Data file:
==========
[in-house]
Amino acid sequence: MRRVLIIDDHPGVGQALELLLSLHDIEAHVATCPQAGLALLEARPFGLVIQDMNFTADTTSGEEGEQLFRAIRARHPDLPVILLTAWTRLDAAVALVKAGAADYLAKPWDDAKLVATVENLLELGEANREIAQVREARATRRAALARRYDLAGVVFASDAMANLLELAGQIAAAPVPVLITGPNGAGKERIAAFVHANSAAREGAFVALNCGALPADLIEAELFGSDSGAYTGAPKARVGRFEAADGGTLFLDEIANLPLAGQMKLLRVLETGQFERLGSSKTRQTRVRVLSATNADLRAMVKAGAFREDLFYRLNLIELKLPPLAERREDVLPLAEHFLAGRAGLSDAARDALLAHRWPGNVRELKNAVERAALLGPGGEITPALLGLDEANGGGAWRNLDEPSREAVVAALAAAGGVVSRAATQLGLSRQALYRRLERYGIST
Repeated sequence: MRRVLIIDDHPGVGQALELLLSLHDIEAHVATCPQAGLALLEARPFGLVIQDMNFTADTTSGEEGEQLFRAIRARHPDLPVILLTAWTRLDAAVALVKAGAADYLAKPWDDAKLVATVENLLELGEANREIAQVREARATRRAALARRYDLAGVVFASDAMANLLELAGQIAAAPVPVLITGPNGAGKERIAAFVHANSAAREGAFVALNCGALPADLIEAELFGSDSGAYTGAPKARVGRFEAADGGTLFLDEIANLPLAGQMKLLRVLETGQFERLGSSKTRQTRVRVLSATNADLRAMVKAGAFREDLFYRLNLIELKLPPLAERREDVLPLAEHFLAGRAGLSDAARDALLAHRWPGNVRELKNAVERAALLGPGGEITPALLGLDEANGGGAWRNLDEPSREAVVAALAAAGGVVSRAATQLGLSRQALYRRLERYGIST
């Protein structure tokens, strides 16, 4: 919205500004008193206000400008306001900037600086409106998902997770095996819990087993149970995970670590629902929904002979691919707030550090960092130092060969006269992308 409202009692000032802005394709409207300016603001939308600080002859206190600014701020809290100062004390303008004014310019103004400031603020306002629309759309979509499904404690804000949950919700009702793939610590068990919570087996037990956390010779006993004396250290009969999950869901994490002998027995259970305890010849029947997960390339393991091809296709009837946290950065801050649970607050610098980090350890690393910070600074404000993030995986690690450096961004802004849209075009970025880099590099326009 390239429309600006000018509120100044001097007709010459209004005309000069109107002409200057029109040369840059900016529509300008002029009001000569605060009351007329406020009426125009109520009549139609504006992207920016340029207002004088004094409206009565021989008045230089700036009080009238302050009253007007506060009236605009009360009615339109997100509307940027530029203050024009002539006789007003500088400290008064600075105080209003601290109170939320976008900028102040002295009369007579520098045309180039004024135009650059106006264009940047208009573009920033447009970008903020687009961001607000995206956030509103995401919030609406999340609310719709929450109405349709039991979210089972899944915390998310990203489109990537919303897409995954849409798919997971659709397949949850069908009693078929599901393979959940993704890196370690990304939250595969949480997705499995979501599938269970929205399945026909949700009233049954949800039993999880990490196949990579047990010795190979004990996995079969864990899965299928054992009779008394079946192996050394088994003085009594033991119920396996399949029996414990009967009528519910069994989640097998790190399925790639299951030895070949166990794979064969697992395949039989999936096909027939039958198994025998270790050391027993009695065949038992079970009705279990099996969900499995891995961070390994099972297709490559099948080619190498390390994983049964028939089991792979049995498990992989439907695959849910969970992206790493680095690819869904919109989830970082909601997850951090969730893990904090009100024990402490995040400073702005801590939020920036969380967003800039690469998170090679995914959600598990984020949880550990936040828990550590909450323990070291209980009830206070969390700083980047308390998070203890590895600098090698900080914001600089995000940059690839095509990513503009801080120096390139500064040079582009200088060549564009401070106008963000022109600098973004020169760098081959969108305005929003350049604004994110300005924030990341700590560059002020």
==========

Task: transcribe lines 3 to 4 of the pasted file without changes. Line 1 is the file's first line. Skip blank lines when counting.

Repeated sequence: MRRVLIIDDHPGVGQALELLLSLHDIEAHVATCPQAGLALLEARPFGLVIQDMNFTADTTSGEEGEQLFRAIRARHPDLPVILLTAWTRLDAAVALVKAGAADYLAKPWDDAKLVATVENLLELGEANREIAQVREARATRRAALARRYDLAGVVFASDAMANLLELAGQIAAAPVPVLITGPNGAGKERIAAFVHANSAAREGAFVALNCGALPADLIEAELFGSDSGAYTGAPKARVGRFEAADGGTLFLDEIANLPLAGQMKLLRVLETGQFERLGSSKTRQTRVRVLSATNADLRAMVKAGAFREDLFYRLNLIELKLPPLAERREDVLPLAEHFLAGRAGLSDAARDALLAHRWPGNVRELKNAVERAALLGPGGEITPALLGLDEANGGGAWRNLDEPSREAVVAALAAAGGVVSRAATQLGLSRQALYRRLERYGIST
């Protein structure tokens, strides 16, 4: 919205500004008193206000400008306001900037600086409106998902997770095996819990087993149970995970670590629902929904002979691919707030550090960092130092060969006269992308 409202009692000032802005394709409207300016603001939308600080002859206190600014701020809290100062004390303008004014310019103004400031603020306002629309759309979509499904404690804000949950919700009702793939610590068990919570087996037990956390010779006993004396250290009969999950869901994490002998027995259970305890010849029947997960390339393991091809296709009837946290950065801050649970607050610098980090350890690393910070600074404000993030995986690690450096961004802004849209075009970025880099590099326009 390239429309600006000018509120100044001097007709010459209004005309000069109107002409200057029109040369840059900016529509300008002029009001000569605060009351007329406020009426125009109520009549139609504006992207920016340029207002004088004094409206009565021989008045230089700036009080009238302050009253007007506060009236605009009360009615339109997100509307940027530029203050024009002539006789007003500088400290008064600075105080209003601290109170939320976008900028102040002295009369007579520098045309180039004024135009650059106006264009940047208009573009920033447009970008903020687009961001607000995206956030509103995401919030609406999340609310719709929450109405349709039991979210089972899944915390998310990203489109990537919303897409995954849409798919997971659709397949949850069908009693078929599901393979959940993704890196370690990304939250595969949480997705499995979501599938269970929205399945026909949700009233049954949800039993999880990490196949990579047990010795190979004990996995079969864990899965299928054992009779008394079946192996050394088994003085009594033991119920396996399949029996414990009967009528519910069994989640097998790190399925790639299951030895070949166990794979064969697992395949039989999936096909027939039958198994025998270790050391027993009695065949038992079970009705279990099996969900499995891995961070390994099972297709490559099948080619190498390390994983049964028939089991792979049995498990992989439907695959849910969970992206790493680095690819869904919109989830970082909601997850951090969730893990904090009100024990402490995040400073702005801590939020920036969380967003800039690469998170090679995914959600598990984020949880550990936040828990550590909450323990070291209980009830206070969390700083980047308390998070203890590895600098090698900080914001600089995000940059690839095509990513503009801080120096390139500064040079582009200088060549564009401070106008963000022109600098973004020169760098081959969108305005929003350049604004994110300005924030990341700590560059002020």